A: On average, nationally, students in 17 percent of charter schools performed significantly better than if they had attended their neighborhood traditional public school.
On the flip side, students in 37 percent of charter schools performed significantly worse, and students in the remaining 46 percent of charter schools did not perform significantly better or worse than if they had attended their neighborhood traditional public school. However, research also shows that students in charter high schools score higher on college entrance exams (e.g., the SAT or ACT) and are more likely to graduate high school and attend college than similar students in traditional public schools.
Yet the effectiveness of charter schools varies greatly from state to state. Why charter schools are more effective in some states and not in others is not definitive, but there are a few state policies that appear to impact charter school effectiveness. For one, allowing multiple authorizing agencies has a negative impact on charter school effectiveness. This might mean that some charter schools shop around for authorizers that require the least accountability. The other state policy that impacts charter school effectiveness is whether the state limits the number of charter schools with a cap. Research shows that states with a cap realize significantly lower academic growth for their charter schools than states without a cap. However, there are states wtih caps whose charter schools are more effective than charter schools in states without caps. So more research needs to be done to determine the full extent state policies have on charter school achievement.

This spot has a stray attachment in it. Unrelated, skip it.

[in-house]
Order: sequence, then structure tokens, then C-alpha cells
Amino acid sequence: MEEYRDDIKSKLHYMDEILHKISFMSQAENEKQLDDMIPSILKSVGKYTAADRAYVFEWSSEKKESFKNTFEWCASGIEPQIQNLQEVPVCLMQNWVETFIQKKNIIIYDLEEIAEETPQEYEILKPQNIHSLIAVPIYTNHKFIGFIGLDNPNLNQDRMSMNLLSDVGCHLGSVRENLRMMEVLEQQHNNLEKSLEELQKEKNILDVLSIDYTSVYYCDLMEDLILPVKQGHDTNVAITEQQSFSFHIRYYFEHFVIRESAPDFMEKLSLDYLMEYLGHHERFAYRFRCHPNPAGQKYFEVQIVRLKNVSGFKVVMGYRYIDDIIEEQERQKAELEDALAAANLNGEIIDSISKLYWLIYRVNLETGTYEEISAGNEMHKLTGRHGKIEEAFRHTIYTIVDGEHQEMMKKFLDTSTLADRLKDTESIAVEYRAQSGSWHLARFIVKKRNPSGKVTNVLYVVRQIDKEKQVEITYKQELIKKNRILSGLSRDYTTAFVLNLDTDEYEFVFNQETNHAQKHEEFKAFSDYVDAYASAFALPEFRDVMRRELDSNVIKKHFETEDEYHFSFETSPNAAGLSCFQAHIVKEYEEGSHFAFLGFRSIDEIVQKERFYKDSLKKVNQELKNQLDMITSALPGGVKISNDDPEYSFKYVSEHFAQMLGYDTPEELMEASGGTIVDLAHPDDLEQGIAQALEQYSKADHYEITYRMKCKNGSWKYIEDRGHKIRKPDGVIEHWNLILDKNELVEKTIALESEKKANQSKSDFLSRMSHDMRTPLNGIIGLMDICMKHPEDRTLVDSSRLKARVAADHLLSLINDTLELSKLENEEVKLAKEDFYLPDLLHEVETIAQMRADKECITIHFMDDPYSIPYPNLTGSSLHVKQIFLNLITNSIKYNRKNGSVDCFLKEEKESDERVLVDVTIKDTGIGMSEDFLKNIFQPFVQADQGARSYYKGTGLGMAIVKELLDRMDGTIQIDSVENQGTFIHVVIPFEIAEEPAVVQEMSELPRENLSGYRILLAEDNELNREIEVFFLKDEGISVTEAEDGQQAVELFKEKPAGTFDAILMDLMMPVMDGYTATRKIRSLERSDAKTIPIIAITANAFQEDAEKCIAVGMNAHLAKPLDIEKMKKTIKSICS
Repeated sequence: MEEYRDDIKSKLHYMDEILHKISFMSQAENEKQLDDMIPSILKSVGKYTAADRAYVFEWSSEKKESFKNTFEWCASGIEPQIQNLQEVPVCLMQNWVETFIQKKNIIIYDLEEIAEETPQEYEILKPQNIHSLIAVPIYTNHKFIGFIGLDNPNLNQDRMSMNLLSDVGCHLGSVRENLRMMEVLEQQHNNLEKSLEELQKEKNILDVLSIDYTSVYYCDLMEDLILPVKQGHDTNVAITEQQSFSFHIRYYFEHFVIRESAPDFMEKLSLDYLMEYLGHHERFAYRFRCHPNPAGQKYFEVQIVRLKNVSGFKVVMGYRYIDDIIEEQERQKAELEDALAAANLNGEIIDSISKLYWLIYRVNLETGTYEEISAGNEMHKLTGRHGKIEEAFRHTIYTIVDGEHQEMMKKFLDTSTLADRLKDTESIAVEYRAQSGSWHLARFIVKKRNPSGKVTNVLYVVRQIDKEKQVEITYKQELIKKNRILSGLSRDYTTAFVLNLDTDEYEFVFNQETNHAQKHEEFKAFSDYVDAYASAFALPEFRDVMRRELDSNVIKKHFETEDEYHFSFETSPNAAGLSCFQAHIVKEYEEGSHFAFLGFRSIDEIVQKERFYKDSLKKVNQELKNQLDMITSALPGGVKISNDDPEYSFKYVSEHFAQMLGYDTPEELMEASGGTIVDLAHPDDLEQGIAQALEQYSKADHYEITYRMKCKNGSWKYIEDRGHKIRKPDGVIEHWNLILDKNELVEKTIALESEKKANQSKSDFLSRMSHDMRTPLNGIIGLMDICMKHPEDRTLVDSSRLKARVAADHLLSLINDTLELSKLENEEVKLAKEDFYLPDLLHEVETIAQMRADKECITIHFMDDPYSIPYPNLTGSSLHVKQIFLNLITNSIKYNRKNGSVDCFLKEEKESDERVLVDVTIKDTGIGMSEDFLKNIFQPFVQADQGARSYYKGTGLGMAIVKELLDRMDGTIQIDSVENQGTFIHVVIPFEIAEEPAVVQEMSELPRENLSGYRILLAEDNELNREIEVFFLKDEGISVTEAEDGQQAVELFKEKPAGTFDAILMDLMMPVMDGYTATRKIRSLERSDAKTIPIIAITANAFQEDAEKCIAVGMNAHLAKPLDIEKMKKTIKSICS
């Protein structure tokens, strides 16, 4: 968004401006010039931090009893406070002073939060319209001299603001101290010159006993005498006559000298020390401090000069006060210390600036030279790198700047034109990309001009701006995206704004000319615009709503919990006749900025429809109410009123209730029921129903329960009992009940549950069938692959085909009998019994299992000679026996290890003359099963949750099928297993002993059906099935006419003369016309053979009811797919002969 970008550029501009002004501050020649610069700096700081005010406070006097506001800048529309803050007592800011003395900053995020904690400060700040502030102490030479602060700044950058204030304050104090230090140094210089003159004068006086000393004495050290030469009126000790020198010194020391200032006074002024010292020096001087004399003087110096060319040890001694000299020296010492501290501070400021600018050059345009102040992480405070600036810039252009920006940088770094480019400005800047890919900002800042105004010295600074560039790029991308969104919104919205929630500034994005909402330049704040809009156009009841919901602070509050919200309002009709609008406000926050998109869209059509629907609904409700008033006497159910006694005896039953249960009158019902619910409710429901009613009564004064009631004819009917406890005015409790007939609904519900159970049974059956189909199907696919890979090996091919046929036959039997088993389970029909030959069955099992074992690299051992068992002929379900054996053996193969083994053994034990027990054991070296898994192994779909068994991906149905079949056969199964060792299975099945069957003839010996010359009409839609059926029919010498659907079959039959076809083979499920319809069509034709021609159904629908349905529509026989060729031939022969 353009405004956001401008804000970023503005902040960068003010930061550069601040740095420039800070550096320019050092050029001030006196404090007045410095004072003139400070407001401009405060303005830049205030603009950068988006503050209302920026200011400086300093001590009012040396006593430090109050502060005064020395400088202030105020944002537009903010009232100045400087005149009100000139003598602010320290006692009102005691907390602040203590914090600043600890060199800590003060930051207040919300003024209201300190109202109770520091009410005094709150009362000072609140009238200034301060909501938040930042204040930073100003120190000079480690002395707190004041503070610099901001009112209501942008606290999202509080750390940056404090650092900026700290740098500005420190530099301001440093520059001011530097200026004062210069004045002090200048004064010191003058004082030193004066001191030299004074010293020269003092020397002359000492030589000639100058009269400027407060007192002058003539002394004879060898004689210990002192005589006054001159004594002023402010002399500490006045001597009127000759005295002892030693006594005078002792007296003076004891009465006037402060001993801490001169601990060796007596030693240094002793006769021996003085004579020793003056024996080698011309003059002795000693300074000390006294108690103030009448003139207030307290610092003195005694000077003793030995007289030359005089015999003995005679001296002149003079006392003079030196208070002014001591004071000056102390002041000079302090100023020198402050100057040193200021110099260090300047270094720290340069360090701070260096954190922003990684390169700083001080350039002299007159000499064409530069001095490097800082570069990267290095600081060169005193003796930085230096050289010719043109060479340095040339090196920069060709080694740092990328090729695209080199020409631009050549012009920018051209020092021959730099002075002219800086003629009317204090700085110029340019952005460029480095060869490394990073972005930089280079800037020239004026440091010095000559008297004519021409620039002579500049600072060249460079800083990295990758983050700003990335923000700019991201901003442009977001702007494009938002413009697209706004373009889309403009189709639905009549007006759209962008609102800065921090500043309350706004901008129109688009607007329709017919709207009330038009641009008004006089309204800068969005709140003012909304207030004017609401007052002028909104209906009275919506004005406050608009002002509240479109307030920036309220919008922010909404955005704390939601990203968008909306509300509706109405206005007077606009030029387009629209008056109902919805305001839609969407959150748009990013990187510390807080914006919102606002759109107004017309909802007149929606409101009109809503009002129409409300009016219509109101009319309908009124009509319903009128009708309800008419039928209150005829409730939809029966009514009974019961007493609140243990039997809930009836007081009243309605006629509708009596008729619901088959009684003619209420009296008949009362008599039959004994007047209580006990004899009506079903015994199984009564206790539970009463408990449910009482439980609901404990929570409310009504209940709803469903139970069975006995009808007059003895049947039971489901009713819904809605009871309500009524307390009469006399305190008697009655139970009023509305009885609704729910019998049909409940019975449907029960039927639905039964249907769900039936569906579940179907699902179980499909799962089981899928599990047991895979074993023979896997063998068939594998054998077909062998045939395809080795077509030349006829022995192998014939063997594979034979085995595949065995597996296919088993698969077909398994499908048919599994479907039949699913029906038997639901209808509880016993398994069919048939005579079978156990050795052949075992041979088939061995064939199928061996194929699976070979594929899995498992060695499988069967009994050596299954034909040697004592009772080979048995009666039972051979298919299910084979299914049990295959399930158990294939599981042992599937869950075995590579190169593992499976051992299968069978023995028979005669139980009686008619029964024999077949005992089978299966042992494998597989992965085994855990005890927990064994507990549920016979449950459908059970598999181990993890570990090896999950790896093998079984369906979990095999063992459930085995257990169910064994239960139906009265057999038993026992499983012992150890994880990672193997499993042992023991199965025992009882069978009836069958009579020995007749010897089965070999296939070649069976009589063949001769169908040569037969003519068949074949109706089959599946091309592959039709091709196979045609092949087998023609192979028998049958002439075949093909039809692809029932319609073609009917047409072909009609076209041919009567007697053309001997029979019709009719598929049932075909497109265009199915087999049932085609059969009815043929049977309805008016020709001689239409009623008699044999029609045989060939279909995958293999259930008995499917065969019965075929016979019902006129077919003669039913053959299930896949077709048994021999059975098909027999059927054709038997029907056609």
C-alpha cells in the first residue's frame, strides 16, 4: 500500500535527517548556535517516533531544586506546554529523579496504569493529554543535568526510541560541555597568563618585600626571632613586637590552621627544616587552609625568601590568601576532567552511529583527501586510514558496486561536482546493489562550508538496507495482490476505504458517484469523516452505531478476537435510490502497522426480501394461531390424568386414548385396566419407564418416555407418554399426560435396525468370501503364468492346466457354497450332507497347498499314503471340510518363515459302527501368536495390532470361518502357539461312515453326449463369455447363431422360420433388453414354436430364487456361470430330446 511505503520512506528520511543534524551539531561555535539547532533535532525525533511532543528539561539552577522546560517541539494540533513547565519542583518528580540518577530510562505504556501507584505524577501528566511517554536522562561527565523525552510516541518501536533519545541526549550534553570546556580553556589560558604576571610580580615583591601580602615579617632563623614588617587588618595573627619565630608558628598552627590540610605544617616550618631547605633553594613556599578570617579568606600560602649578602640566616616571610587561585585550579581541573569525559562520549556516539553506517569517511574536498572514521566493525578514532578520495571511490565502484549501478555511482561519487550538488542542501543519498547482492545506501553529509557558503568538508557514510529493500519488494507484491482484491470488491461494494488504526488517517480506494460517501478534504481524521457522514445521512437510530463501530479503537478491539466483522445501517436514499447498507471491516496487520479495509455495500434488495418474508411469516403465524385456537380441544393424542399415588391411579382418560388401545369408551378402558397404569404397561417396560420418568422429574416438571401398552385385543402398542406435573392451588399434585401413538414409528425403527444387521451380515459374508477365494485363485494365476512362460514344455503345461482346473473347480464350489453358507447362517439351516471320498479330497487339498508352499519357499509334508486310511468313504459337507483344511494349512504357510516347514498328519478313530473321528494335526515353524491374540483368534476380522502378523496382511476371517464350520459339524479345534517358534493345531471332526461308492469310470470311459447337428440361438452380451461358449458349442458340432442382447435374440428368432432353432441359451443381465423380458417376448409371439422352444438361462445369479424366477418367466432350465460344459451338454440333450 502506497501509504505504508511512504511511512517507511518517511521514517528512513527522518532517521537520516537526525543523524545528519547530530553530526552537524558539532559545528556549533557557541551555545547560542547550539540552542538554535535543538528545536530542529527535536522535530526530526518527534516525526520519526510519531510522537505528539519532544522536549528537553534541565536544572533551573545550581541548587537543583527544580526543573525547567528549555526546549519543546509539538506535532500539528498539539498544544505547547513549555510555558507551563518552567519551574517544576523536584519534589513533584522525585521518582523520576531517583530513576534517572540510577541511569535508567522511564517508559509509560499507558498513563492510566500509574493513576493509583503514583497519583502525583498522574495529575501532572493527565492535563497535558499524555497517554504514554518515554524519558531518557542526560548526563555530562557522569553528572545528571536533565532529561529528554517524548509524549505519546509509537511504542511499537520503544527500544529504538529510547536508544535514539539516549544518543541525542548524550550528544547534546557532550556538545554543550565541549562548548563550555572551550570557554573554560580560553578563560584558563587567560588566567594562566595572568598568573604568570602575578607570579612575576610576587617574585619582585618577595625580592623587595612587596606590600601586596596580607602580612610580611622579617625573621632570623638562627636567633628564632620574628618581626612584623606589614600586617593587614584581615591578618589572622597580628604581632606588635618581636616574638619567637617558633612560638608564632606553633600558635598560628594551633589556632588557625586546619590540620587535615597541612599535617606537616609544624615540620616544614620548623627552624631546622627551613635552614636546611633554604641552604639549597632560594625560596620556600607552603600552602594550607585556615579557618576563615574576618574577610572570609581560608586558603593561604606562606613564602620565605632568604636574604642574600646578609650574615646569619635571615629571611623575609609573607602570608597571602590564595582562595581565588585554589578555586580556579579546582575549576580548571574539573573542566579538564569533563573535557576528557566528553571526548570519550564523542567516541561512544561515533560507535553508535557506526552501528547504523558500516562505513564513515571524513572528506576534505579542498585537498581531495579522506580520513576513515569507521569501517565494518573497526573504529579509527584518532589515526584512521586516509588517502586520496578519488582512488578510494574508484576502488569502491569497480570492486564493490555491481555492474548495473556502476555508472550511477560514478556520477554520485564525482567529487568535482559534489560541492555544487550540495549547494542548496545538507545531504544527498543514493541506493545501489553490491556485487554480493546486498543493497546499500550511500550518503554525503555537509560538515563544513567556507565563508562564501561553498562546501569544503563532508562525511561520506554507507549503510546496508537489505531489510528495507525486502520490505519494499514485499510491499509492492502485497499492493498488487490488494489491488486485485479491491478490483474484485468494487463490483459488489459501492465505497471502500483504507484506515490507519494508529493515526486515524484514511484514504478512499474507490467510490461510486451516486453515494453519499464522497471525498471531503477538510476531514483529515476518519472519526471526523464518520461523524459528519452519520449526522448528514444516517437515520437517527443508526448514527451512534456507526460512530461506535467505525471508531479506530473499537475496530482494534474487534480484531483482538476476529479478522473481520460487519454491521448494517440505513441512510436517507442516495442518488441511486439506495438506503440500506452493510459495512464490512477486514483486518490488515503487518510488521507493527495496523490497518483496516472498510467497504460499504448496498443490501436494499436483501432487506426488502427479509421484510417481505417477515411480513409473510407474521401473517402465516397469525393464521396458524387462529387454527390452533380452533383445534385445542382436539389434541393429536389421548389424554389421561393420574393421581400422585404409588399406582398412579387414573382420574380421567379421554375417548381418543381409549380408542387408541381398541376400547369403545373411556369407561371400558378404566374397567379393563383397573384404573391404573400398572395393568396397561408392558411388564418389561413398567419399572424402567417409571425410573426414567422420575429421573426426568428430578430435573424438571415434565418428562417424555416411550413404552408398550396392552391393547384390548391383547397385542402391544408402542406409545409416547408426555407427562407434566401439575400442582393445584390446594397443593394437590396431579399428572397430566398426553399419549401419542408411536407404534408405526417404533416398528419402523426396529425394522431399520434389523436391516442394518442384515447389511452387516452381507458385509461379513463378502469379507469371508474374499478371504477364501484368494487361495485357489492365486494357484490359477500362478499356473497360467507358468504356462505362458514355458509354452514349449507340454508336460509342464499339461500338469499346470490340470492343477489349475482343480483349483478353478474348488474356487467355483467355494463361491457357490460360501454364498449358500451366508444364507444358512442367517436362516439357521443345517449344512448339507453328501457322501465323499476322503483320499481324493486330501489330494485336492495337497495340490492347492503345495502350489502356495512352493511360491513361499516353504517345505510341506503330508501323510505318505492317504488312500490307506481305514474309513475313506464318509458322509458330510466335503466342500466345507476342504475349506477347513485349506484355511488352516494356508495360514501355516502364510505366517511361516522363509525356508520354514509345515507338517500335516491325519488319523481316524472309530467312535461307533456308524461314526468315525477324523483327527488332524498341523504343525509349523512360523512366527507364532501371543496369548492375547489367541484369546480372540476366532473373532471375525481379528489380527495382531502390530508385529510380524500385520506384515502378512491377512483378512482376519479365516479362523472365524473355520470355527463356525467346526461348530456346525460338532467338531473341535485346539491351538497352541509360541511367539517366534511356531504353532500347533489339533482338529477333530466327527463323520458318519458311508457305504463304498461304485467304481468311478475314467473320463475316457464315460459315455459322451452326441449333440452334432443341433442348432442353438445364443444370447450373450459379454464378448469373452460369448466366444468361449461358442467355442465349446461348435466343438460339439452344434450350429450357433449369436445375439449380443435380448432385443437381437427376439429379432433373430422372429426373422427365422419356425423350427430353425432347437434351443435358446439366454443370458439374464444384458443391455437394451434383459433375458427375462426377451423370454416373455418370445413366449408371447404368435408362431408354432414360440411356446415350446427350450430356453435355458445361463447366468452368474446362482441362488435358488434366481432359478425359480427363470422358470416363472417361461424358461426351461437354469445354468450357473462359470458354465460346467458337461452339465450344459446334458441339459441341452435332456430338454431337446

Overall, the majority of charter schools do no better or worse than traditional public schools. To learn more about what research says about charter schools check out the Center’s Charter Schools: Finding Out the Facts.